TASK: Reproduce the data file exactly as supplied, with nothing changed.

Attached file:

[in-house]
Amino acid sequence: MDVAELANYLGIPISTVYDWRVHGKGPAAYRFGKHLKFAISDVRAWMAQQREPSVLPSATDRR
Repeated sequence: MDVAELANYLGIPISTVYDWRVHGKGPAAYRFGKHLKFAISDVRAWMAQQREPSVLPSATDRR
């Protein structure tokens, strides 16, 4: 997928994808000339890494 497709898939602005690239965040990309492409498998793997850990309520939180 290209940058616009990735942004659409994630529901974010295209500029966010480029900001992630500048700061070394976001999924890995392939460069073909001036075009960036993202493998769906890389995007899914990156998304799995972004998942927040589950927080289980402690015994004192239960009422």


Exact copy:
[in-house]
Amino acid sequence: MDVAELANYLGIPISTVYDWRVHGKGPAAYRFGKHLKFAISDVRAWMAQQREPSVLPSATDRR
Repeated sequence: MDVAELANYLGIPISTVYDWRVHGKGPAAYRFGKHLKFAISDVRAWMAQQREPSVLPSATDRR
């Protein structure tokens, strides 16, 4: 997928994808000339890494 497709898939602005690239965040990309492409498998793997850990309520939180 290209940058616009990735942004659409994630529901974010295209500029966010480029900001992630500048700061070394976001999924890995392939460069073909001036075009960036993202493998769906890389995007899914990156998304799995972004998942927040589950927080289980402690015994004192239960009422």